Counterclaiming for personal injuries? QOCS protection: the Sequel

Counterclaiming for personal injuries? QOCS protection: the Sequel's Tags

Tags related to this article

Counterclaiming for personal injuries? QOCS protection: the Sequel

Published 20 noviembre 2018

In Ketchion v McEwan, HHJ Freedman decided that a Defendant in an RTA claim who counterclaims for personal injuries is entitled to QOCS protection in both the counterclaim and the main action, despite the Claimant's not pursuing personal injuries in the main action. Click here for more details. 

As we predicted, a different County Court Judge has reached a very different conclusion in the case of Waring v McDonnell, judgment in which was handed down on 6 November 2018.

The Claimant and Defendant both suffered injuries as they rode their pedal cycles into a head-on collision.  Both parties pursued claims for personal injuries and, at trial, the Claimant's claim succeeded and the Defendant's counterclaim was dismissed.  HHJ Venn was required to consider whether the Defendant could rely on the protection of qualified one-way costs shifting which HHJ Freedman had granted to the Defendant in Ketchion.  Were the claim and counterclaim one set of proceedings (in which case QOCS protection would apply) or two sets of proceedings (in which case it would not)?

Whilst HHJ Freedman had based his judgment on his interpretation of Cartwright v Venduct Engineering Ltd, HHJ Venn decided that a claim against six Defendants for injuries was a single claim against all of the Defendants, whereas a counterclaim for injuries is a separate claim from the Claimant's personal injury claim.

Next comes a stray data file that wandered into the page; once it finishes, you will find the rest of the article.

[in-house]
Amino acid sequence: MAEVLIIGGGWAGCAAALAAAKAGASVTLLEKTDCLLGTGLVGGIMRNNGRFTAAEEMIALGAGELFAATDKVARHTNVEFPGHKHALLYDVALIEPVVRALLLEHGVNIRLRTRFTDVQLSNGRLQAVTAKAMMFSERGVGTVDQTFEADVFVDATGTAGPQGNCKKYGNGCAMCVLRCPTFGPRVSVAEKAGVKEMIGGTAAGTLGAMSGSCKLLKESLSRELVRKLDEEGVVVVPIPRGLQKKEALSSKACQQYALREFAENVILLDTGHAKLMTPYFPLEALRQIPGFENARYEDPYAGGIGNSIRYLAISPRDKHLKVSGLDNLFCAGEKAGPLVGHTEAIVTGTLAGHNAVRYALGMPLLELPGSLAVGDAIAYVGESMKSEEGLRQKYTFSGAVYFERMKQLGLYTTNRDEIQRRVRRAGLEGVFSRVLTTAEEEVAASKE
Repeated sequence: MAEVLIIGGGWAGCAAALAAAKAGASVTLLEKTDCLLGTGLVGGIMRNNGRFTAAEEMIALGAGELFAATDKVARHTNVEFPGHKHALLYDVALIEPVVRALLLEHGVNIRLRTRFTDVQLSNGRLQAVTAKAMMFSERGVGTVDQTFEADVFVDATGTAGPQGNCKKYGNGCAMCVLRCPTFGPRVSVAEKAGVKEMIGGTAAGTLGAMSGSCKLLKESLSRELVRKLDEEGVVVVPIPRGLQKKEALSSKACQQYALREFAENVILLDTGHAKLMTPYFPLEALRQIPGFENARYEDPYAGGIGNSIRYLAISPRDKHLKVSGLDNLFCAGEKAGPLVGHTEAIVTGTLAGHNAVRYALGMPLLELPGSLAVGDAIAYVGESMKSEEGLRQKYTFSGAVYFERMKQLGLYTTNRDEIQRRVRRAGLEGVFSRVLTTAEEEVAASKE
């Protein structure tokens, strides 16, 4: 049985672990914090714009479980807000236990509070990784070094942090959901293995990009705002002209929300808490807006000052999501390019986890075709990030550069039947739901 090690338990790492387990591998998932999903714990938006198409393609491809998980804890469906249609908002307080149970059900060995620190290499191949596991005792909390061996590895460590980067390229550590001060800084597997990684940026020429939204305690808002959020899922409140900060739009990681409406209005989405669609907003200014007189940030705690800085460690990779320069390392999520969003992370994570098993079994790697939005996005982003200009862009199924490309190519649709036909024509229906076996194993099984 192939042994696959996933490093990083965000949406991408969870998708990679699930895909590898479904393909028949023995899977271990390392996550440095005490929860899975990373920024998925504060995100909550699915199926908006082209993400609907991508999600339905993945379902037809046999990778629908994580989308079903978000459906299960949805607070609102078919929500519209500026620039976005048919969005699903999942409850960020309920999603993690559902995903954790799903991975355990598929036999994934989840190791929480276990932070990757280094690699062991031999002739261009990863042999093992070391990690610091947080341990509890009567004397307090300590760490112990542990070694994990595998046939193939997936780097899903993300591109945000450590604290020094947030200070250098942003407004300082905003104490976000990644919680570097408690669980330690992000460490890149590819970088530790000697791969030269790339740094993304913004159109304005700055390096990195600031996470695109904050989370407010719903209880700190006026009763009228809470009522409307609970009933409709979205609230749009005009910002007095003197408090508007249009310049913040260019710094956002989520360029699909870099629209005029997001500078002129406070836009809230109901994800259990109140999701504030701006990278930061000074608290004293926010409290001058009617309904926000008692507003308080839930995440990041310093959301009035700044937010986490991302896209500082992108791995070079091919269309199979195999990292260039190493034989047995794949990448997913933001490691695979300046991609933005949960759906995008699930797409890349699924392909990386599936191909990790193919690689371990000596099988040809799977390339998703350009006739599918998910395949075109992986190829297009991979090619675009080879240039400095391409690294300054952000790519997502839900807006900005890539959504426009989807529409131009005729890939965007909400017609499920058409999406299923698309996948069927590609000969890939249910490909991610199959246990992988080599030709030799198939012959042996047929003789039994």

Noting the judgments in Wagenaar v Weekend Travel Limited and Plevin v Paragon Personal Finance Ltd, HHJ Venn concluded that the claim and counterclaim were two separate claims and that the Claimant enjoyed the benefit of QOCS protection in relation to the pursuit of his claim, and that the Defendant enjoyed the benefit of QOCS protection in relation to the pursuit of his counterclaim.  Neither one was protected by QOCS in his capacity as a Defendant, as the defending of the claim is not the making of a claim for personal injuries. 

In HHJ Venn's opinion, the outcome of Ketchion was inconsistent with the intention of the QOCS rules, encouraging unmeritorious counterclaims and removing the teeth of the Part 36 regime if no costs sanctions could apply.  In Waring, she decided that the Defendant did not have the benefit of QOCS protection in relation to the defence of the Claimant's claim.

We now have two conflicting judgments on the question of whether counterclaiming Defendants have the benefit of QOCS protection.  The uncertainty over which one will be followed by other judges may result in an appeal to a higher court in order for clarity to be provided.

Authors

David Williams

David Williams

Leeds

+44 (0)113 251 4844

Peter Allchorne

Peter Allchorne

Bristol

+44 (0) 117 918 2275

< Back to articles